The Caribbean island nation of Haiti has long been a corrupt and failed regime that in recent months has descended into utter chaos and lawlessness as criminal gangs and armed protesters have all but taken over control of the impoverished country from the outmatched national police and government forces.
Now there is talk of sending an international peacekeeping force to Haiti to restore calm, and reports indicate that the Biden administration is seriously considering whether to deploy U.S. military troops as part of that proposed multinational force, the Western Journal reported.
One reason why the deployment of the U.S. military is to try and prevent a mass exodus of “biblical” proportions of Haitians fleeing their homeland for America. The outlet noted that the U.S. Coast Guard has already reported a four-fold increase over last year in the number of Haitian migrants caught attempting to enter the U.S.
Daniel Foote, a former U.S. envoy to Haiti, told The New York Times, “That has always been the U.S. government’s biggest Haitian nightmare, a mass migration event. It’s already upon us; the next step becomes biblical, with people falling off anything that can float. We aren’t that far away from that.”
Haitian government pleads for international help
The Associated Press reported on Oct. 7 that the embattled Haitian government issued a formal request for international troops to come and help restore order after heavily armed criminal gangs and protesters calling for regime change had essentially shut down the nation’s supply of basic goods, fuel, and water.
That document was signed by Prime Minister Ariel Henry, who took over following the 2021 assassination of President Jovenel Moise, and 18 other top-ranking officials, and it pleaded for assistance to avert “the risk of a major humanitarian crisis” by way of “the immediate deployment of a specialized armed force, in sufficient quantity” to effectively take on and defeat the armed criminal gangs.
“It is imperative to restart activities to avoid a complete asphyxiation of the national economy,” the officials stated.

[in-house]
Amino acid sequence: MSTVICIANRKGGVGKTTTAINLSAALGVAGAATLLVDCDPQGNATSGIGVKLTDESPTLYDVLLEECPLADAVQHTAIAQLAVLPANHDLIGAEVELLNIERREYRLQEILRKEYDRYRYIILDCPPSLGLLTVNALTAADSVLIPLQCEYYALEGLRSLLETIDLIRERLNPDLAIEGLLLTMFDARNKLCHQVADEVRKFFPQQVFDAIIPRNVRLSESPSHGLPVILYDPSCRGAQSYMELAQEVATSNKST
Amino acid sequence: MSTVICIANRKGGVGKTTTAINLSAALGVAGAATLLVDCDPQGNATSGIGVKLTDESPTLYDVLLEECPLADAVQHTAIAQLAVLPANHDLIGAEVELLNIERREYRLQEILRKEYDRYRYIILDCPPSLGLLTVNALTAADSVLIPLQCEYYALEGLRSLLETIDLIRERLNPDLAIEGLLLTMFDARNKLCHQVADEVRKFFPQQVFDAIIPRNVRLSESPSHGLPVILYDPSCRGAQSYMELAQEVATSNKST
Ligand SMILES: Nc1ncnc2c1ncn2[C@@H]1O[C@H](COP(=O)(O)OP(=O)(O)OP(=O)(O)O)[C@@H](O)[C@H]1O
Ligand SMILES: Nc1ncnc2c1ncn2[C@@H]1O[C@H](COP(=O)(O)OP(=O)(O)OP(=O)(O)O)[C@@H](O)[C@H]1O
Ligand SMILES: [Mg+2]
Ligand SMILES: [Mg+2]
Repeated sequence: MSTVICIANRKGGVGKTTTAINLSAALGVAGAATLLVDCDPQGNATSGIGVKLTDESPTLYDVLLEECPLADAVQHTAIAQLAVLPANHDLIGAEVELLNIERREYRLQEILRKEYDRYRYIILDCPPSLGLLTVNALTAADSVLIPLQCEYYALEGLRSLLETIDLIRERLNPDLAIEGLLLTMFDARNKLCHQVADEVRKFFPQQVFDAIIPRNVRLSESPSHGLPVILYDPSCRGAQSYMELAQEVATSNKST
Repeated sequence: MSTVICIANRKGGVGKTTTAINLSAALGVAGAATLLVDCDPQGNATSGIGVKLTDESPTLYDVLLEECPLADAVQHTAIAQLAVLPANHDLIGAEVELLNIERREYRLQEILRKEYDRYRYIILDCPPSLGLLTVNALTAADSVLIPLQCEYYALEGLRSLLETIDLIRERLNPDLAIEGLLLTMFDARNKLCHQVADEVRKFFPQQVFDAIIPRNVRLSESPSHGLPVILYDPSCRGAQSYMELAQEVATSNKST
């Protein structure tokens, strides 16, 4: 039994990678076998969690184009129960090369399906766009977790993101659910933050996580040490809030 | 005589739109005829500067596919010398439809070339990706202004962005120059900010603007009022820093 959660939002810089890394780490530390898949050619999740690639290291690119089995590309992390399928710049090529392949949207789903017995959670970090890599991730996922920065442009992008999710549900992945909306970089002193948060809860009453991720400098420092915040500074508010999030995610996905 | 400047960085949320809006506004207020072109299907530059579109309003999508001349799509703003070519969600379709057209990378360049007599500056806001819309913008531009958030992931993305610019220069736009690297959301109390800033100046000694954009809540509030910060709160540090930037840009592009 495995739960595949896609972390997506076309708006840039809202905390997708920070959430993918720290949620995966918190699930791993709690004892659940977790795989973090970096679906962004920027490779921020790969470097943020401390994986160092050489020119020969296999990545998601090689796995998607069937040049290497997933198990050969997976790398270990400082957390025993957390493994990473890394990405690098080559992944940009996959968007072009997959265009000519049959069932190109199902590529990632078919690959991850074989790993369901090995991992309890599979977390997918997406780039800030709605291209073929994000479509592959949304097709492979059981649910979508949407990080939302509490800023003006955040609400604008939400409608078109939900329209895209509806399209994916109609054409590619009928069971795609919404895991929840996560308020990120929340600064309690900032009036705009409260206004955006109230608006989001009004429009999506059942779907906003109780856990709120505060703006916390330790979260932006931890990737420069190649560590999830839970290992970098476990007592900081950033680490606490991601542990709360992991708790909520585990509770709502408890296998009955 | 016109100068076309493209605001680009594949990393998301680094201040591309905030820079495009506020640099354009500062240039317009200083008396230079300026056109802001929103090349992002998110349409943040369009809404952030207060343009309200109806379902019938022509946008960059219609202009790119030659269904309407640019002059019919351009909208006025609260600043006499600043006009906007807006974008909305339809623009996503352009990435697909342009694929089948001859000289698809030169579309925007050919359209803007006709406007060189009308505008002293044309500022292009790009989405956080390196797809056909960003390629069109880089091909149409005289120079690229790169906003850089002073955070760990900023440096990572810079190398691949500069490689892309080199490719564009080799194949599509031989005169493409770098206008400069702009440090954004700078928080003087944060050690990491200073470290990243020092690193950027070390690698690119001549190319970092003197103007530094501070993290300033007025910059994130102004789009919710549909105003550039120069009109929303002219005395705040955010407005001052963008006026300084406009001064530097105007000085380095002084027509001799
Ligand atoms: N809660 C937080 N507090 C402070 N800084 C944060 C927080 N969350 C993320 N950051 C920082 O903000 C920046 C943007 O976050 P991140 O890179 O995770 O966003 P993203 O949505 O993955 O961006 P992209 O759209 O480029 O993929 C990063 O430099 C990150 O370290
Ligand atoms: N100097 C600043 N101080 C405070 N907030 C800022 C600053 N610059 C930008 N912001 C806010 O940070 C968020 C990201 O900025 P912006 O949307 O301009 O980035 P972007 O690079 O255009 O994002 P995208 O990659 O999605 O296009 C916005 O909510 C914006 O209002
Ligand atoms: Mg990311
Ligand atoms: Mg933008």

Around the same time as that plea, the U.S. State Department urged all U.S. citizens to get out of Haiti and authorized government officials to return to the U.S. as it considered a request for a “humanitarian corridor” — necessarily composed of armed troops — to help protect deliveries of vital supplies to civilians and the government.
U.N. resolution submitted, now facing internal pushback
The Washington Post reported about a week later on Oct. 15 that it had obtained a draft resolution that the U.S. would submit to the United Nations Security Council in support of “the immediate deployment of a multinational rapid action force” to help mitigate the worsening crisis in Haiti.
The resolution reportedly did not contain specifics on which nations would participate in the force or exactly what the force would do, and while no pertinent officials would comment to the Post on the record about the potential role U.S. troops might play, an unnamed government official said any U.S. troops, if involved at all, would likely be limited to providing logistical support and wouldn’t be utilized as “boots on the ground.”
However, the resolution did call for an “arms embargo, asset freeze, and travel ban” against certain criminal elements in Haiti, such as the massive gang run by a leader named Jimmy Cherizier, who stands accused of having “engaged in acts that threaten the peace, security, and stability of Haiti and has planned, directed, or committed acts that constitute serious human rights abuses.”
The Western Journal noted that no action has been taken on that U.N. resolution since October, nor is it certain that U.S. troops would be involved if the resolution was approved, as the Times reported, “Now, the Biden administration is encountering resistance to rallying a multinational force, including from American military leaders who do not want to be drawn into a mission that would require a significant amount of time and resources,” per unnamed U.S. government officials.